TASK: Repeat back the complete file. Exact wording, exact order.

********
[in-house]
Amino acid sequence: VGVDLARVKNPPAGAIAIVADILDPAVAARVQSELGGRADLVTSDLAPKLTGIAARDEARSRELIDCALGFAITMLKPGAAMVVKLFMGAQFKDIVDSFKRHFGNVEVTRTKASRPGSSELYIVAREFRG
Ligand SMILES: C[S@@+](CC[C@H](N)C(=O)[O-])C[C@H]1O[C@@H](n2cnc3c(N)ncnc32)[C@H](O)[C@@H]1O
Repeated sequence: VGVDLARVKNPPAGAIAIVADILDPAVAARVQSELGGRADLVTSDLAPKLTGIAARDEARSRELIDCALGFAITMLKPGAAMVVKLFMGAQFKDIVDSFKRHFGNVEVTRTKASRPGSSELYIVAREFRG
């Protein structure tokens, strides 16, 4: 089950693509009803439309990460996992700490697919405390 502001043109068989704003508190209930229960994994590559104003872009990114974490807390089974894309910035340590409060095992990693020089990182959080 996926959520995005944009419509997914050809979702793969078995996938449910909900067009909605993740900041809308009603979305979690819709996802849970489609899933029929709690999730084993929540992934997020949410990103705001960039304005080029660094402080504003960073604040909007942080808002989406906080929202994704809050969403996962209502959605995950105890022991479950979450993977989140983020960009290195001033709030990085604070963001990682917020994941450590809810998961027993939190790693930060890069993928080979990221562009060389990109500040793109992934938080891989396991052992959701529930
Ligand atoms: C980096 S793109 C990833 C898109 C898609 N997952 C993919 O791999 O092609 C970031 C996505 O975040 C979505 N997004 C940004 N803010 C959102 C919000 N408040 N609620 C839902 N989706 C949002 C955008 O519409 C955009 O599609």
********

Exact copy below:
[in-house]
Amino acid sequence: VGVDLARVKNPPAGAIAIVADILDPAVAARVQSELGGRADLVTSDLAPKLTGIAARDEARSRELIDCALGFAITMLKPGAAMVVKLFMGAQFKDIVDSFKRHFGNVEVTRTKASRPGSSELYIVAREFRG
Ligand SMILES: C[S@@+](CC[C@H](N)C(=O)[O-])C[C@H]1O[C@@H](n2cnc3c(N)ncnc32)[C@H](O)[C@@H]1O
Repeated sequence: VGVDLARVKNPPAGAIAIVADILDPAVAARVQSELGGRADLVTSDLAPKLTGIAARDEARSRELIDCALGFAITMLKPGAAMVVKLFMGAQFKDIVDSFKRHFGNVEVTRTKASRPGSSELYIVAREFRG
């Protein structure tokens, strides 16, 4: 089950693509009803439309990460996992700490697919405390 502001043109068989704003508190209930229960994994590559104003872009990114974490807390089974894309910035340590409060095992990693020089990182959080 996926959520995005944009419509997914050809979702793969078995996938449910909900067009909605993740900041809308009603979305979690819709996802849970489609899933029929709690999730084993929540992934997020949410990103705001960039304005080029660094402080504003960073604040909007942080808002989406906080929202994704809050969403996962209502959605995950105890022991479950979450993977989140983020960009290195001033709030990085604070963001990682917020994941450590809810998961027993939190790693930060890069993928080979990221562009060389990109500040793109992934938080891989396991052992959701529930
Ligand atoms: C980096 S793109 C990833 C898109 C898609 N997952 C993919 O791999 O092609 C970031 C996505 O975040 C979505 N997004 C940004 N803010 C959102 C919000 N408040 N609620 C839902 N989706 C949002 C955008 O519409 C955009 O599609």